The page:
Plenty of organizations and researchers speak about the positive qualities of scholastic esports. I personally see those benefits. But many are unwilling to discuss the two 800-pound gorillas that every school or university faces. These substantive challenges prevent esports from being a healthy and inclusive environment for all students.

First, esports can become a toxic emotional environment due to harassment and bullying during game play. Fun, spirited “trash talk” is the nature of competition, but harassing other players or bullying them – either through game play or via audio conversations via the PC – crosses the line. In fact, a 2019 survey from the Anti-Defamation League found that 65 percent of players reported experiencing “severe harassment” including physical threats, sustained harassing and stalking.

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Exposure to such behavior, the study shows, found that 23 percent of players became less social and “one in 10 players said they had suicidal thoughts after being harassed while playing online games.” As a result, most K-12 schools report participation in esports play is 95-99+ percent male, despite the fact that females accounted for 46 percent of gamers nationwide.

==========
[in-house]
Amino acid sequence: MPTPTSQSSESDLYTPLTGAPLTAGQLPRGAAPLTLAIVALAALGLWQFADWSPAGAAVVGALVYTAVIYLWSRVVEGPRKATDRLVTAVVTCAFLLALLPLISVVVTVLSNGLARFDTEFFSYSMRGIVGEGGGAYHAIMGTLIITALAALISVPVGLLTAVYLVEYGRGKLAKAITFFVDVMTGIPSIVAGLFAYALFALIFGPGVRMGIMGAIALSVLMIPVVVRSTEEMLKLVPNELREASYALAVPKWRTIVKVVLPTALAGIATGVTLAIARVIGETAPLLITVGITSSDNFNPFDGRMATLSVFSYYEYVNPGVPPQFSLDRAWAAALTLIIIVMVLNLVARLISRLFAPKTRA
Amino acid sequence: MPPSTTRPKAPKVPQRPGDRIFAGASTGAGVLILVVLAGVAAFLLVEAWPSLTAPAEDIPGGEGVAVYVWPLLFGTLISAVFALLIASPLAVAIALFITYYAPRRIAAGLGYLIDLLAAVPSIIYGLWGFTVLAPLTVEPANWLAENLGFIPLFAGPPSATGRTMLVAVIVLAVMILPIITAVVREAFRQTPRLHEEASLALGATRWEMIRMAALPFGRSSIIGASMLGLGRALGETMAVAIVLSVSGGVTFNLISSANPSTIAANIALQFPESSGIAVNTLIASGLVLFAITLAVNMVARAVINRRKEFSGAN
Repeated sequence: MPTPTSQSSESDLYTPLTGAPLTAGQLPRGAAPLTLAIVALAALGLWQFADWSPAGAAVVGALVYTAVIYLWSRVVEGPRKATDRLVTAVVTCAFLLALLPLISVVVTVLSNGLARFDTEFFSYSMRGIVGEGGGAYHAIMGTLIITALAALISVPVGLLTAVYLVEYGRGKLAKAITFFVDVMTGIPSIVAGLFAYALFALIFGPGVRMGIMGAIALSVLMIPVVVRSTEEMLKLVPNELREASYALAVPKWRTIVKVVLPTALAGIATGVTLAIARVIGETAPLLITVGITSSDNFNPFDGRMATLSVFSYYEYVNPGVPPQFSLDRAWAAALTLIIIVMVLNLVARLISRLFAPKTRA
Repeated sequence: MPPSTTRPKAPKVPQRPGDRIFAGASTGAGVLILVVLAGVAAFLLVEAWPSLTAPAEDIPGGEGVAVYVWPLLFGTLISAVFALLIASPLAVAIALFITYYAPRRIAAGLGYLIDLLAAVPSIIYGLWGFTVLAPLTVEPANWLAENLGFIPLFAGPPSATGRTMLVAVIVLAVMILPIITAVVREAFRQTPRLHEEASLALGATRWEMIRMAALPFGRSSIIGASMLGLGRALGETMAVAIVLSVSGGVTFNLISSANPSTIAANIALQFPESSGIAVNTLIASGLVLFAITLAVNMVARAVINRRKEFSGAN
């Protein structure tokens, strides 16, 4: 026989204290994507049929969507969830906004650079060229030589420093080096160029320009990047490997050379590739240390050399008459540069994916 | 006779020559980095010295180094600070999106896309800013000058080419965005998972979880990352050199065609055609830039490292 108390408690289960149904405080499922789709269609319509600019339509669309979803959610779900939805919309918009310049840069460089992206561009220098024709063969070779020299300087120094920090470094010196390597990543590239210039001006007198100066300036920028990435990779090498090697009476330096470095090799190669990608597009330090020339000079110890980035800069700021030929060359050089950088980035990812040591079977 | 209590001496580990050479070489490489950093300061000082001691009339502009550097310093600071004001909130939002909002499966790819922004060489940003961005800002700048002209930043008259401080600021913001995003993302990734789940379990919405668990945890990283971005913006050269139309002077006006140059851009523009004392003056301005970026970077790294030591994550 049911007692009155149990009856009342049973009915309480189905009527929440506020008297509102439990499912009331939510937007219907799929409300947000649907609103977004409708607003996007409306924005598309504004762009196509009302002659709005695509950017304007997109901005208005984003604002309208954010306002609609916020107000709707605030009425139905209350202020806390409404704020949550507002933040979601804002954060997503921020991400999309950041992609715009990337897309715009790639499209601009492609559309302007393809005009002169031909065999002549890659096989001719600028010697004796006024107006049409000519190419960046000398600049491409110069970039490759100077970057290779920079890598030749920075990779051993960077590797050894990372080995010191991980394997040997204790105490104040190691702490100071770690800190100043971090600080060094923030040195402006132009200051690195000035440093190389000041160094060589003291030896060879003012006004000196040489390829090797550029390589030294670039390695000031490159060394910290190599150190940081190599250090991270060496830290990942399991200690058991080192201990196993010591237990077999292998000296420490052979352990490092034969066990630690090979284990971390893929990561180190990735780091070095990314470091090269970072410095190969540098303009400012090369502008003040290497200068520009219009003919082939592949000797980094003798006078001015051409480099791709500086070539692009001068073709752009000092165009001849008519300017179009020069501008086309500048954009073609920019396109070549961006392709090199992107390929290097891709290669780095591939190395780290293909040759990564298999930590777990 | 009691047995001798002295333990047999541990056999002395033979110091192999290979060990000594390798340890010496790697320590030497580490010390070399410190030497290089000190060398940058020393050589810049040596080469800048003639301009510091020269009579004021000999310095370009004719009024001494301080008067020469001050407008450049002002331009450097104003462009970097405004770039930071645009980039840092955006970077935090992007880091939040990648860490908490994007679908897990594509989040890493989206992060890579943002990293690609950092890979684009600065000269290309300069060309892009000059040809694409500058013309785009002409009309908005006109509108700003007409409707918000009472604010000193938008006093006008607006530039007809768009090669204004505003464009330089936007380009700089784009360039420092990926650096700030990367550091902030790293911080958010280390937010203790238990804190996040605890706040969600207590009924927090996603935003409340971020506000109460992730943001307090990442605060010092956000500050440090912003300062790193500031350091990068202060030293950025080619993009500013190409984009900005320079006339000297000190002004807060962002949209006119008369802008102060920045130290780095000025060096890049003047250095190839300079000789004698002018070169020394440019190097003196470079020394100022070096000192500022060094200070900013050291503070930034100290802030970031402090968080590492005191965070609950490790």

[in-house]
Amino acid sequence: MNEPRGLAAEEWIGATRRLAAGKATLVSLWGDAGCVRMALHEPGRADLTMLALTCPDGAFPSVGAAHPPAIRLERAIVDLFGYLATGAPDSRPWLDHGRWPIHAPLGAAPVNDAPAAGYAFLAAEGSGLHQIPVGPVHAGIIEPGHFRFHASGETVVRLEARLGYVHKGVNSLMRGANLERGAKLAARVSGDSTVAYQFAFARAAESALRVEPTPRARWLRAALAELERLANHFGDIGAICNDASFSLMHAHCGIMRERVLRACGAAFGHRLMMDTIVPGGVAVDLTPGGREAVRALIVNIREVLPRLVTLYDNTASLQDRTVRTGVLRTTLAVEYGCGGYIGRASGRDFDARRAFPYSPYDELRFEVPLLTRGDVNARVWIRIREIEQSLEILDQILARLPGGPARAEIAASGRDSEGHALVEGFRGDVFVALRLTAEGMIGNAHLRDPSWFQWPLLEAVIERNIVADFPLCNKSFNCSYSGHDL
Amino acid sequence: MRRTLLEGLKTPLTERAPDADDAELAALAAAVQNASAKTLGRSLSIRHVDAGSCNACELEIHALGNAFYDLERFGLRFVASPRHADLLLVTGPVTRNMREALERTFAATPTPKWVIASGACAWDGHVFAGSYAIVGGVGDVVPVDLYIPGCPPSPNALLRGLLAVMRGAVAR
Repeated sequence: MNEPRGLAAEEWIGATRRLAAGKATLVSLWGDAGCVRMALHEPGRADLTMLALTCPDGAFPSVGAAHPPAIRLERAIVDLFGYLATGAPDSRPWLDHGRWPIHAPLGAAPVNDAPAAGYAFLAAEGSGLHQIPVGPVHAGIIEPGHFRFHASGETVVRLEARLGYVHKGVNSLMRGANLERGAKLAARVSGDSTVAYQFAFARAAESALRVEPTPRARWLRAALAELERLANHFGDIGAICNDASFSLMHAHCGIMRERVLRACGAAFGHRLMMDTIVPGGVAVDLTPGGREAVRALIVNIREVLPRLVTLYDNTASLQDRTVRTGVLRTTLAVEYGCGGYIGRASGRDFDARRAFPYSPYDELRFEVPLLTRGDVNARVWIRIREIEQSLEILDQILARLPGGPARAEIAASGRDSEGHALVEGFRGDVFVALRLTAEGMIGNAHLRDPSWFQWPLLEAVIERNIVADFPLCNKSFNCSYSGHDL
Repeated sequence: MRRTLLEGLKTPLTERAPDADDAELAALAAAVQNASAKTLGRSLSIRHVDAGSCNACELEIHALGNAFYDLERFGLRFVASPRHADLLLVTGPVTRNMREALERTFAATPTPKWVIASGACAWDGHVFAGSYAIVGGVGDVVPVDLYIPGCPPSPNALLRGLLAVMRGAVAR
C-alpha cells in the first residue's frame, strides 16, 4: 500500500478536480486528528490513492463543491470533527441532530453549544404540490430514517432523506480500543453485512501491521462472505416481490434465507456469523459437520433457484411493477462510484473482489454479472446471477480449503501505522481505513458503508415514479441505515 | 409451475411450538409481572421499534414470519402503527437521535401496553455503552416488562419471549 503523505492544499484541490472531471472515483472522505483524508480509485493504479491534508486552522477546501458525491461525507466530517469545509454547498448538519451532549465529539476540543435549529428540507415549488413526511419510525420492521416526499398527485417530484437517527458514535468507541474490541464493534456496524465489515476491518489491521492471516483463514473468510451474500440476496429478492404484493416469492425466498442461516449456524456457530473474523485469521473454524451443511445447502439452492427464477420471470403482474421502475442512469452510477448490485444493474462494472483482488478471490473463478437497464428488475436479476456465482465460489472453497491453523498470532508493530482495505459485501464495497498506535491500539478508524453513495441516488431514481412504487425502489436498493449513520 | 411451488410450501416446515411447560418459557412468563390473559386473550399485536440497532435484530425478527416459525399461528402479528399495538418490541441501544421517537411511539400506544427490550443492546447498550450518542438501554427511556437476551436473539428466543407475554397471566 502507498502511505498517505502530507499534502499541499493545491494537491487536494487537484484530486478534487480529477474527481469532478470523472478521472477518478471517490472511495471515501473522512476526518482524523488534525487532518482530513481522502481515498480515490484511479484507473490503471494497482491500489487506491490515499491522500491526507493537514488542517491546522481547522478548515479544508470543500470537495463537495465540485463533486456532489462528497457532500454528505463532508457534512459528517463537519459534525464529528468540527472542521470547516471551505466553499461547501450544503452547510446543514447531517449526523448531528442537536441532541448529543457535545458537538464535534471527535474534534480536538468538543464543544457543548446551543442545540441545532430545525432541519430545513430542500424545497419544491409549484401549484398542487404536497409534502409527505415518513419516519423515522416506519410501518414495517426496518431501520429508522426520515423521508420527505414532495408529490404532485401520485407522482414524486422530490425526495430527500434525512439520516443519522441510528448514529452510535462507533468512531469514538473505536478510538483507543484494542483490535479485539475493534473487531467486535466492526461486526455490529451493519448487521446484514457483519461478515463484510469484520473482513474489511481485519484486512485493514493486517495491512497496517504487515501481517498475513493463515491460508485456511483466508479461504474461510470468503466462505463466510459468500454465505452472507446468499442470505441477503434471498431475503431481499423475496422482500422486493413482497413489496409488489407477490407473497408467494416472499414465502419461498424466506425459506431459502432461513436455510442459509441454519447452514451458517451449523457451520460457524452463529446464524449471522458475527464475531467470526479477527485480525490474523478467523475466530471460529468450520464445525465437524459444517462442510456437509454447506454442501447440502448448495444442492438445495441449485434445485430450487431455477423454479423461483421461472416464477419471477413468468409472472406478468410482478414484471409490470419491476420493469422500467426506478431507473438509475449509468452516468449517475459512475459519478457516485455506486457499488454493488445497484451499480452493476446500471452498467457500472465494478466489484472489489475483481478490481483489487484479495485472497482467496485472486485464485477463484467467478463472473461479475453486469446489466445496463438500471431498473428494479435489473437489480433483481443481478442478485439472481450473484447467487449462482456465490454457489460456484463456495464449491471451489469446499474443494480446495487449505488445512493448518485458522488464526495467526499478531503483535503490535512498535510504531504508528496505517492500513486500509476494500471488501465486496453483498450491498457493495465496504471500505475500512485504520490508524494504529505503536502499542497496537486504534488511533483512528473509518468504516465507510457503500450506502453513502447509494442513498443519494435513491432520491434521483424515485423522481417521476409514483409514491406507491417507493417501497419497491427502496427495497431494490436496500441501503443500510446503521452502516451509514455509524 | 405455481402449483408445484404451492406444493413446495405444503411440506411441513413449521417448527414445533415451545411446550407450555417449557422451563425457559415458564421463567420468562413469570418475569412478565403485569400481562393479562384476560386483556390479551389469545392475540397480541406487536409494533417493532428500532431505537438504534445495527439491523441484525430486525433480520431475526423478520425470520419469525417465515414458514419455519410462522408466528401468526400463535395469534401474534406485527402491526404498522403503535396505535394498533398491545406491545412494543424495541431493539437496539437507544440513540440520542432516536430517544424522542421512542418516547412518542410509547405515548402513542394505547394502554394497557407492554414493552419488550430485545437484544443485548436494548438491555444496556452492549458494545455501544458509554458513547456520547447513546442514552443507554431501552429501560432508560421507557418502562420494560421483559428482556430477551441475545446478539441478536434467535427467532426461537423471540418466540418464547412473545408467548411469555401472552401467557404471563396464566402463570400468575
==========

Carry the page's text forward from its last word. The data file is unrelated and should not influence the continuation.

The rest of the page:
Second, prolonged play without monitoring of health habits can expose young people to prolonged physical injuries. A 2018 peer-reviewed study from BMJ Open Sport & Exercise Medicine journal found that, among collegiate esports players, 56 percent report eye fatigue, 42 percent report neck and back pain, 36 percent and 32 percent report wrist and hand pain respectively. Despite these high numbers, the journal reports that only 2 percent of players sought medical attention.

About the Author:

Elliott Levine is Co-Founder and Chief Product Officer of Healthy Player ONE, and Chief Academic Officer for STS Education, a national educational technology services firm. Formerly the first Distinguished Technologist in Education in Silicon Valley, Elliott is a past school district official, adjunct professor, columnist, and sought-after keynote speaker in the edtech vertical. He advises institutions and companies privately, and his opinions expressed in this piece are entirely his own. To contact Elliott, visit